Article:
Discipleship – going for coffee or life of obedience?

Kathy Keller: "I have something to teach you about discipleship.  Want to go for coffee?"

Kathy Keller: “I have something to teach you about discipleship. Want to go for coffee?”

This week I was re-reading for the third time Kathy Keller’s helpful little e-book, Jesus, Justice, and Gender Roles.  It was in preparation for ongoing dialogue about broadening leadership in my congregation and all the related issues.  * for the record, I’m in agreement with Keller’s conclusions about gender and eldership but that’s not the point of today’s post  *

The point is that near the end of her little book, there is a wonderful little surprise.  After stating her case, she makes this profound statement:

So, there is something being commanded the church that we must find a way to obey.  Dismissing, ignoring, throwing up one’s hands in despair of finding clarity are not options.

In this simple almost off-hand statement, she reveals a powerful truth about the nature of Christian discipleship.  Did you catch it?  Let me paraphrase:  

If there is a command – we must find a way to obey.

"Hey, man.  Want to be discipled?  Pull up a stool."

“Hey, man. Want to be discipled? Pull up a stool.”

Discipleship is a funny thing in the Church today.  It is often thought of as an activity, whether programmed or informal.  The image is usually one of an older believer spending time with a younger Christian, in order to mentor them.  Small groups, Bible studies, having a mentor, going for coffee – all these things come to mind.  The noun discipleship is morphed into the verb, discipling.  Okay, absolutely nothing wrong with this.  Making disciples will involve some kind of activity.  Go for coffee.  Let’s all go for coffee.  The hipper the coffee shop, the better.

But discipleship (noun) is not mere activity, it is an orientation to life.  Jesus famously said to make disciples.  Let’s assume He meant it.  What did He mean?  This is one of those passages that has almost a built-in 3 point outline.  There is one central command – Make disciples – surrounded by three descriptions of what that will look like:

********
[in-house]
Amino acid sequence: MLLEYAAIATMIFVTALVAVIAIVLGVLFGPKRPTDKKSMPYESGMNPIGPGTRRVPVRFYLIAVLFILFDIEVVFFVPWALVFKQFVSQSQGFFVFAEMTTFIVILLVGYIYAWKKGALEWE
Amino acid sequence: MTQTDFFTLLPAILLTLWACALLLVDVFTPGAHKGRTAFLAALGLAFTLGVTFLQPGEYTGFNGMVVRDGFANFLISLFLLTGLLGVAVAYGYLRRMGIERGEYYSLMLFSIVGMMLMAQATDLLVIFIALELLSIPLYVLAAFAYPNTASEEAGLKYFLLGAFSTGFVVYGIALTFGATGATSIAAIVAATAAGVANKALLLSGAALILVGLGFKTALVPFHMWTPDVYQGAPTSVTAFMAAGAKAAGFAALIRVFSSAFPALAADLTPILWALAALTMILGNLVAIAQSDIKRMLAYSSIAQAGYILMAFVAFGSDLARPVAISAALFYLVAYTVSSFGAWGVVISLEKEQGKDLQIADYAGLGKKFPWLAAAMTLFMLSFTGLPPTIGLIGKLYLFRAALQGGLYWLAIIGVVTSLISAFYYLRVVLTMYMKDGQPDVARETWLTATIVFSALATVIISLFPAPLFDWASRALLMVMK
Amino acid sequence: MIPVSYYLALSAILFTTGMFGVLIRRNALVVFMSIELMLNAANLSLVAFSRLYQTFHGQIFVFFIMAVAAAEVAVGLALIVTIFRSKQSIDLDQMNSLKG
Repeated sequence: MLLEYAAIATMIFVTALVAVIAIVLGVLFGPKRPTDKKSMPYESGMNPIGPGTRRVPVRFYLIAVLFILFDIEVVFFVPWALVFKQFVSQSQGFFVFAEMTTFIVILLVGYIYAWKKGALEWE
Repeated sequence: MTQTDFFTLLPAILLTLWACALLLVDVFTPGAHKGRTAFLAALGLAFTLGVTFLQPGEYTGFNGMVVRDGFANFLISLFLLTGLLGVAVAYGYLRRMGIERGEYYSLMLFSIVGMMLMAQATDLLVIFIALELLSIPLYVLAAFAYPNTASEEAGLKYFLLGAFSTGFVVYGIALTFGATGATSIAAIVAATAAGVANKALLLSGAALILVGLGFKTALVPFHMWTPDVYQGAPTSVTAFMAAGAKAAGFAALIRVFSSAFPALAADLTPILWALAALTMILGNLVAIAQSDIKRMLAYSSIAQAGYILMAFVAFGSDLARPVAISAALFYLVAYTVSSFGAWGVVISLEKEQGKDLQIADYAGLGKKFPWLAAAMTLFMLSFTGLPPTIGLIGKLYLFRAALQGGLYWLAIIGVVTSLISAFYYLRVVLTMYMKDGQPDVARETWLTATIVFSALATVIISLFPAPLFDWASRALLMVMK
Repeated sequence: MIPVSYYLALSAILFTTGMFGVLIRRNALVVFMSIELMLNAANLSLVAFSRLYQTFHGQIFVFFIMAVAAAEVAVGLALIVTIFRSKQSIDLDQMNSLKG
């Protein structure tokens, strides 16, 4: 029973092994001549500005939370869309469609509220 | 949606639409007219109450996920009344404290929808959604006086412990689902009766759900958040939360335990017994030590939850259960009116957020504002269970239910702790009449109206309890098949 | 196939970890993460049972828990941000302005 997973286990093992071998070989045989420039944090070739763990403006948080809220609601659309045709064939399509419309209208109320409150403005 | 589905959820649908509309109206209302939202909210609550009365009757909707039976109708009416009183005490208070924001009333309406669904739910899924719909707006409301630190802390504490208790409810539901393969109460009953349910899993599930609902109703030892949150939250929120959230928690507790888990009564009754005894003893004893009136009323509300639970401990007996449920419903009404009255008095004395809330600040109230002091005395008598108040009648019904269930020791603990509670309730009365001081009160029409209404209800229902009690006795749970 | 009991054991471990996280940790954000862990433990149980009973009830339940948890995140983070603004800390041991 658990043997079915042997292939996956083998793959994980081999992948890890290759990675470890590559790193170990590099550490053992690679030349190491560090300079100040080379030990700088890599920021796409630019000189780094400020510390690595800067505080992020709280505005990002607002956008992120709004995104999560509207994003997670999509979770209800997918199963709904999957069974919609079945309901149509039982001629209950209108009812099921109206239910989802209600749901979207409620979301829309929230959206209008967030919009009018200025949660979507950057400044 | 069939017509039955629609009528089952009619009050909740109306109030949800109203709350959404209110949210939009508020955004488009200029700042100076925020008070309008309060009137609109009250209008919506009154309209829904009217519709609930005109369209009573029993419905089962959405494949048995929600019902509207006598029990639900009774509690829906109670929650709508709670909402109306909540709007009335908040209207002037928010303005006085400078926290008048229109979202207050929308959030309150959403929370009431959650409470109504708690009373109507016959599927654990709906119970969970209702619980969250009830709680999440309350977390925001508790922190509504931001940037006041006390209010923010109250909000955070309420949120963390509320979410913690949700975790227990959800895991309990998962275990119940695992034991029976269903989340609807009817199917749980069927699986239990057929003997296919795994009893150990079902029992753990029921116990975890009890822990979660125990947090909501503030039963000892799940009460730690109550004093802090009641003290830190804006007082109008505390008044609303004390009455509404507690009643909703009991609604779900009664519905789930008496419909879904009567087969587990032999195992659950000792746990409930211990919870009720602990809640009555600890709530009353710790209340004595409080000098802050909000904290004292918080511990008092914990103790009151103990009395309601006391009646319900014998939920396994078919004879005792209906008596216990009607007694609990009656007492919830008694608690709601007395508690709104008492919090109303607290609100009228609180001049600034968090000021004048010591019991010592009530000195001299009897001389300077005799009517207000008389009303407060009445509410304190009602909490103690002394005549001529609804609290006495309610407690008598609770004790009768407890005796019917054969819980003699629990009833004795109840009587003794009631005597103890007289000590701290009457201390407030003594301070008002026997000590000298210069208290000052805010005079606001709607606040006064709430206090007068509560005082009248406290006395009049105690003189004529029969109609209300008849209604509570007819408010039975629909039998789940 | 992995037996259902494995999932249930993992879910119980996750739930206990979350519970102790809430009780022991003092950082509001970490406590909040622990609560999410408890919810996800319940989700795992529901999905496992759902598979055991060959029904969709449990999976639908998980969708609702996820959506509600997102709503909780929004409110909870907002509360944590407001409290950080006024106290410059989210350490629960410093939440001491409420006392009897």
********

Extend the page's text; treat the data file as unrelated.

1)  Going (let’s assume this means telling too, so… missionary evangelism),

2)  Baptizing (into the name of Father, Son, and Holy Spirit), and

3)  Teaching to obey everything commanded

A disciple is one who has learned to obey everything – everything – that Christ has commanded.  Through His own words, through the writings of the apostles – everything.  A disciple is one who obeys.

Why is this so powerful?  Why is this so important?  What secret nugget about all Christian discipleship is nestled here in Kathy Keller’s little book about a very specific subject?

It is this:  If there is something to obey, we have to find a way to obey it.

But what about commands that are difficult?  Unpopular?  Counter-cultural?  What about them?

Find a way to obey.  Did Jesus say it would be easy to follow Him?

But what about all the commands in the Bible?  How can we know if/how/when they apply to my life?

Good question.  There’s lots of Biblical commands in the Old and New Testaments. There are context issues for some commands (usually OT ones).  You can eat shellfish in the New Covenant.  But are you using the complexity of some parts of the Bible to find a way out of obedience?  Learn, study, and find a way to obey.

If I try to live the way Christ wants, maybe I’ll look different than those around me?

Probably will.  Find a way to obey.

Discipleship is a description of an orientation to life.  It is one where we follow the Lord and look for what He asks of us.  We know that we are not approved of by God because of our works.  But the same Christ who saves us apart from works, calls us to pick up and follow Him in cruciform obedience.  Would you like to talk about what that means?  Maybe we should go for coffee.


3 thoughts on “Discipleship – going for coffee or life of obedience?

  1. I really like your post. I have grown up thinking ‘discipleship’ involves that mentor relationship in which we go for coffee 😉 I’d really like to know more about what discipleship should look like. Do you think there is still a place for mentoring in the church?

    • Ashley, thanks for dropping by and for commenting. I think your bringing up the term ‘mentoring’ is apt. Mentoring is vital and can play a role in disciple-making. My point here was that while discipleship (disciple-making) is certainly not less than mentoring, it is far more than that.

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